Imagine you are driving down the road minding all of the safety laws when you suddenly get slammed into by a 2017 Volvo. Upon closer look, it looks like the driver was reading a book while the car was in motion. Before you get angry at what you perceive to be another distracted driver, you may want to take a closer look at the car. If it is a Volvo 2017, then it may be one of those new driverless cars you have been hearing about, and that puts you in a high-tech accident.
The idea of autonomous driving sounds futuristic, but it is common knowledge that people generally fear the future. A poll that was released in February 2016 indicates that 43 percent of respondents feel that autonomous driving is not safe. The interesting thing about this poll is that 43 percent was a majority, with 32 percent saying that autonomous driving is safe and 25 percent having no opinion. This technology is so new that some people don’t even acknowledge it yet. But driverless cars are real and the auto industry intends to make the majority of the cars on the road driverless within the next decade.
The Insurance Implications Of Autonomous Driving
Right off the bat, the auto manufacturing industry knows that it will bear the brunt of the accident liability costs that occur with its autonomous driving vehicles. Google and Volvo have taken the proactive approach in this situation. Both companies have offered a warranty based on the idea that the company will cover accident liability costs if their cars cause any accidents. Since most courts in the United States would not find a driver liable for an accident in an autonomous vehicle, Google and Volvo are really not taking any chances. But both companies know that they are also not setting themselves up for failure either.
The Benefits Of Self-Driving Cars
Autonomous vehicles do not fall asleep at the wheel, they do not get drunk, and they do not drive distracted. Right now, the biggest limitation of an autonomous car is that the bad weather blocks the car’s sensors and makes the car unable to perform properly.
It was recently found that using autonomous braking systems reduces the chances of a rear-end crash by 40 percent. Autonomous driving is simply safer because it takes the human element out of the equation. Since autonomous driving has been proven to be safer, even at speeds of 80 M.P.H., the manufacturers are really not taking the kinds of risks consumers think they are taking. Fewer accidents mean less financial responsibility, and that means less losses for the manufacturers due to accident liability.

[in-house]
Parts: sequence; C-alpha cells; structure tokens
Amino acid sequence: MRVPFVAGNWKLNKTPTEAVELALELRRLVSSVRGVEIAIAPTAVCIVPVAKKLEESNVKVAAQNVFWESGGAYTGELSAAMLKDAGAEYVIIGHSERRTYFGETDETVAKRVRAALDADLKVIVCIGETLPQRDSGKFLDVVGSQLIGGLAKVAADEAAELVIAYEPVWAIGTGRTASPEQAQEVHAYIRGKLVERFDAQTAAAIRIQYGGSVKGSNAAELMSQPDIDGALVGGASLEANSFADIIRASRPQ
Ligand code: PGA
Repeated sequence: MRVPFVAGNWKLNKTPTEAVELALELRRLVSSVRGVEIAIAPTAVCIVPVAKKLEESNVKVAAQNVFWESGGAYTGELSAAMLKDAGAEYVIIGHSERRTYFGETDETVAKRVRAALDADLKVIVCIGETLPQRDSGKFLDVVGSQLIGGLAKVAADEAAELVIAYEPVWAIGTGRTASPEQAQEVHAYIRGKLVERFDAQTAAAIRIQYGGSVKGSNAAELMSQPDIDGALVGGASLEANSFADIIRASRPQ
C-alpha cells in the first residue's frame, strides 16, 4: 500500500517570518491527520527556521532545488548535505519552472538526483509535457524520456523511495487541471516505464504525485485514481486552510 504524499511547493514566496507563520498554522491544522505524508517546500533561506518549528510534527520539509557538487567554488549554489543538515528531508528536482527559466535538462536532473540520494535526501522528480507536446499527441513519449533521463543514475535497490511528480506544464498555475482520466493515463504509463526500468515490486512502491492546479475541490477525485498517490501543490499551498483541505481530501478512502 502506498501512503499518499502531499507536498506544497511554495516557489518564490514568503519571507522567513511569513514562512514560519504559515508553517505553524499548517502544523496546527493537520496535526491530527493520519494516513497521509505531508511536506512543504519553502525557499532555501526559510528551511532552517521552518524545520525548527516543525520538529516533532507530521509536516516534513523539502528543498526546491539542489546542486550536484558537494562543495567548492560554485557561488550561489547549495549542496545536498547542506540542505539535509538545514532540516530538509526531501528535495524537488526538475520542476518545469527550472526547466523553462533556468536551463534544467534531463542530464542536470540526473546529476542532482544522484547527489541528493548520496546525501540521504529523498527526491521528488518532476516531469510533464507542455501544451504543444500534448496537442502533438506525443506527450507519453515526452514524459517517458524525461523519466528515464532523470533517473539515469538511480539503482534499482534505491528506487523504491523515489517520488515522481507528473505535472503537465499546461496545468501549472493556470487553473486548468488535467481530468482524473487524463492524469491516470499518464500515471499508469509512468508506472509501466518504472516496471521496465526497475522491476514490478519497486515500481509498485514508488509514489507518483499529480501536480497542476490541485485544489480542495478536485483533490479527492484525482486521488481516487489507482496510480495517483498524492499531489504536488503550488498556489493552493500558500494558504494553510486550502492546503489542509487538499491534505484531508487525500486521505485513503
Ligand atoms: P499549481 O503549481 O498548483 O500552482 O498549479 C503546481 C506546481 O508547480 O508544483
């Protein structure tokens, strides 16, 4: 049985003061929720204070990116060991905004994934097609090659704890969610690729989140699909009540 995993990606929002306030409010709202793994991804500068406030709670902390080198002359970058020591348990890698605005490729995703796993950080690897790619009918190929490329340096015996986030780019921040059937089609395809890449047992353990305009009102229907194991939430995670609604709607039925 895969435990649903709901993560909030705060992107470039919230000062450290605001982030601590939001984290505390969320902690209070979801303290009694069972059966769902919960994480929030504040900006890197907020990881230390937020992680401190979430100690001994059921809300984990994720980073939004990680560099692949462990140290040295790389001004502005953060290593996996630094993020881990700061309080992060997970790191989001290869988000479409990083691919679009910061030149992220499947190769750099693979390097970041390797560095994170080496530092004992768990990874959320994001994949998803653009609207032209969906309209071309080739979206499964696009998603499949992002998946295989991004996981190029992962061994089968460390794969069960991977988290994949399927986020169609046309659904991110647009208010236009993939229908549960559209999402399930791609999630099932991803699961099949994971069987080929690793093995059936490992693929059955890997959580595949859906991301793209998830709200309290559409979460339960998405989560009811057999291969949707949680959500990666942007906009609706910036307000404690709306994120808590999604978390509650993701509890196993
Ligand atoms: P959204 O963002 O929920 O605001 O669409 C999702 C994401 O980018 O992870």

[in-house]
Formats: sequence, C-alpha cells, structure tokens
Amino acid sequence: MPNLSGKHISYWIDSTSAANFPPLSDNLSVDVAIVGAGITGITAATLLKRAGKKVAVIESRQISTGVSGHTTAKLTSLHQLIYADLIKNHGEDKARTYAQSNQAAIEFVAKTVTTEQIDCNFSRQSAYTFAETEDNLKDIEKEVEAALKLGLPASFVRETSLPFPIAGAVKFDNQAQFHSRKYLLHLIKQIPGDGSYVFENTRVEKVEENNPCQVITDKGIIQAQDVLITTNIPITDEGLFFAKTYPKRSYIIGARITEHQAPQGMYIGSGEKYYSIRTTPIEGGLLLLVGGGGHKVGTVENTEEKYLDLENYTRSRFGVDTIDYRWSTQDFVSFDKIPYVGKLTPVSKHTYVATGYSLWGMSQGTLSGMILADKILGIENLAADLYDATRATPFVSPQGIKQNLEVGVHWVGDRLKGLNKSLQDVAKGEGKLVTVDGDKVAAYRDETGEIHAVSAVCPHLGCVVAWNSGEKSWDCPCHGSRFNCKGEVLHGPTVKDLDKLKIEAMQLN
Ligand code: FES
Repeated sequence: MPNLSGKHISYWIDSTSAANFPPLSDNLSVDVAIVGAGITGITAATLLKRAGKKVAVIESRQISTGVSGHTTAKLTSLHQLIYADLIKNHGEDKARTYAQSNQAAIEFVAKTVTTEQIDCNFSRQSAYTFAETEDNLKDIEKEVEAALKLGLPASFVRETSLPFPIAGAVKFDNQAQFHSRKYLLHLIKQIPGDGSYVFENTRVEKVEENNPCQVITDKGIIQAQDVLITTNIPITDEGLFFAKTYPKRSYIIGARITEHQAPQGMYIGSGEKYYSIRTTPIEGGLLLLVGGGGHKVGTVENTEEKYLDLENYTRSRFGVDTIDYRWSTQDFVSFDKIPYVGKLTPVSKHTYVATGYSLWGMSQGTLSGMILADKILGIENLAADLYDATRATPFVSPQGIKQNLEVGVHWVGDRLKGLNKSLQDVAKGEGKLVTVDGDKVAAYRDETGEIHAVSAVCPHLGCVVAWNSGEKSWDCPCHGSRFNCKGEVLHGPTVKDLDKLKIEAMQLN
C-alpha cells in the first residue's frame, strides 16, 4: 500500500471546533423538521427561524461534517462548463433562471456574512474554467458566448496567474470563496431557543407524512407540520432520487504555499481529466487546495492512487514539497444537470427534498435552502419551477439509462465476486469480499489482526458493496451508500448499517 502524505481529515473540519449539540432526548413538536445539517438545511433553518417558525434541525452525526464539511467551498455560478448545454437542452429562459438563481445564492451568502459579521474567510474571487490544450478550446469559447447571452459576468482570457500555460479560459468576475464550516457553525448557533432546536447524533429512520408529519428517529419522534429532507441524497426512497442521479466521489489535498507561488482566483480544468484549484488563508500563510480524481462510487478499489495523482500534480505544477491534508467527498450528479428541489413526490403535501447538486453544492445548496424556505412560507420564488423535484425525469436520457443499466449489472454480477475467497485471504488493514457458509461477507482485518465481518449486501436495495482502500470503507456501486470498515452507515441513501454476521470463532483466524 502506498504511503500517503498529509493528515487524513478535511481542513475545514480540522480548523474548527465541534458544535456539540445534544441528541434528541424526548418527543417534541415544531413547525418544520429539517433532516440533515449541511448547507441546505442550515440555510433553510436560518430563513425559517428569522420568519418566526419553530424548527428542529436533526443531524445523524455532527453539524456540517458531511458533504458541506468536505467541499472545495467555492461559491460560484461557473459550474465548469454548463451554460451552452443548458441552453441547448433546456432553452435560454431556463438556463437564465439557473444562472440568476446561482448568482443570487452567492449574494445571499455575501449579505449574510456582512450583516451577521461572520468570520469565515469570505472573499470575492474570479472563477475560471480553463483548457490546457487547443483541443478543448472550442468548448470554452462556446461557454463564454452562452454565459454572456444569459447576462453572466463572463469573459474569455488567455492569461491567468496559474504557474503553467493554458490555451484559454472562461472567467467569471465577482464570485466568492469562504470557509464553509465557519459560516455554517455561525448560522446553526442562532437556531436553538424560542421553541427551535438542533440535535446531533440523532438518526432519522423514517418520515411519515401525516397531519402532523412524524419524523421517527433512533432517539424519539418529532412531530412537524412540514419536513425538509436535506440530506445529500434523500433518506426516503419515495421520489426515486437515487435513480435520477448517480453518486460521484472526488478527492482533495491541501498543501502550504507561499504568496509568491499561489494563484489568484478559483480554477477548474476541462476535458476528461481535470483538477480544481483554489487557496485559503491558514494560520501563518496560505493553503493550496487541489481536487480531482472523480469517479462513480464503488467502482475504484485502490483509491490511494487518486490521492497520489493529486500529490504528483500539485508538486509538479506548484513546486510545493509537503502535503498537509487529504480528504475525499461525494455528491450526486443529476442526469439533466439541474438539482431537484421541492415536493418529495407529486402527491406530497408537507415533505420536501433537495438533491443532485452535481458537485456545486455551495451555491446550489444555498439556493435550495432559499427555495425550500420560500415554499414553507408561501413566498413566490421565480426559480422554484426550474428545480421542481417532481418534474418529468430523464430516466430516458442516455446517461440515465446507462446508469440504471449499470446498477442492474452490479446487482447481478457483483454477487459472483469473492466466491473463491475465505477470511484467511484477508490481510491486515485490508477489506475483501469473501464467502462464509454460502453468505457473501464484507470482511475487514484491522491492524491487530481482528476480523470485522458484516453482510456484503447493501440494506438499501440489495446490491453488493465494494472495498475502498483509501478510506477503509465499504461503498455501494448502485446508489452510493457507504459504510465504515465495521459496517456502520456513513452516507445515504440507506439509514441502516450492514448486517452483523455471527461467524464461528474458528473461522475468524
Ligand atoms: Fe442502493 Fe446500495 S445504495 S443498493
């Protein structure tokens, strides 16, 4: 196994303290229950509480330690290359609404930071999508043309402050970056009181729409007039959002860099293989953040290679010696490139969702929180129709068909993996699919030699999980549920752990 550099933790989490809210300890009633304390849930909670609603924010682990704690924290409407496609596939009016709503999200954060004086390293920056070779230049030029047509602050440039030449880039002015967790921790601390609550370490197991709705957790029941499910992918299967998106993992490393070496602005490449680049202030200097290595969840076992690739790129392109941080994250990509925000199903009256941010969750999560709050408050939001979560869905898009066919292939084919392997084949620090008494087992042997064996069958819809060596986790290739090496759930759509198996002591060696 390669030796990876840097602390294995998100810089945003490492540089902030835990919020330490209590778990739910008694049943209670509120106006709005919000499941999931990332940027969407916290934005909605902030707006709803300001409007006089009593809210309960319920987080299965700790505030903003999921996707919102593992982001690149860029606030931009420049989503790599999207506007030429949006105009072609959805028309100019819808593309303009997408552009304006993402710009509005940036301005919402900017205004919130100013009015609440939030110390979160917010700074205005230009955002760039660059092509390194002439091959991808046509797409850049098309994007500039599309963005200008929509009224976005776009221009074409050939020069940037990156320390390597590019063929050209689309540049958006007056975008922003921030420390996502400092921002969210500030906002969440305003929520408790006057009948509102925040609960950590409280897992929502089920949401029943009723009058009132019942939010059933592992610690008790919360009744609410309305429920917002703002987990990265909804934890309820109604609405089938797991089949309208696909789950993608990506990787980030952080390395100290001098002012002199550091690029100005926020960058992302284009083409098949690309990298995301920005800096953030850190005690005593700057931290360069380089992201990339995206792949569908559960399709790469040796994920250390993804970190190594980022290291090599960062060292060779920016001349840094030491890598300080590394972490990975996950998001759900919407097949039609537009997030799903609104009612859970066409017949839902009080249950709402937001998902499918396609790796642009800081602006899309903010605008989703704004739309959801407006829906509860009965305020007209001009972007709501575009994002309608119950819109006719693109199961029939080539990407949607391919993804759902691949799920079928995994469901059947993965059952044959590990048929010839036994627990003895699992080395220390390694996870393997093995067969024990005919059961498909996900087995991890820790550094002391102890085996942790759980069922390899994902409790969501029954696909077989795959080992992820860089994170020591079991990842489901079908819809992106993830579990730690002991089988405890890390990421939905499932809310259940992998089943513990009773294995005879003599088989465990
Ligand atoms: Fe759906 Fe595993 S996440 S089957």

So Who Is At Fault When An Accident Happens?
Personal injury liability exists at the state and local levels, which means that the laws are a patchwork of different opinions. But, in general, auto manufacturers are considered to be liable when one of their autonomous cars causes an accident. However, as we have seen, the manufacturers accept and even welcome this possibility. But accepting liability does not mean that the manufacturers are sitting back and taking the lawsuits in stride.
Auto manufacturers are trying to get the federal government to initiate laws at the federal level that would affect insurance coverage at the state levels. That is not nearly as easy as it sounds. Marijuana is a class 1 illegal controlled substance according to the federal government, yet many states have legalized recreational marijuana. While the federal government could start sending in agents to enforce the federal laws, it does not do that because of the costs involved. Trying to get the states to enforce federal liability laws as they apply to insurance coverage would probably run into the same problems as the marijuana laws.
Changes Coming To Laws and Insurance Coverage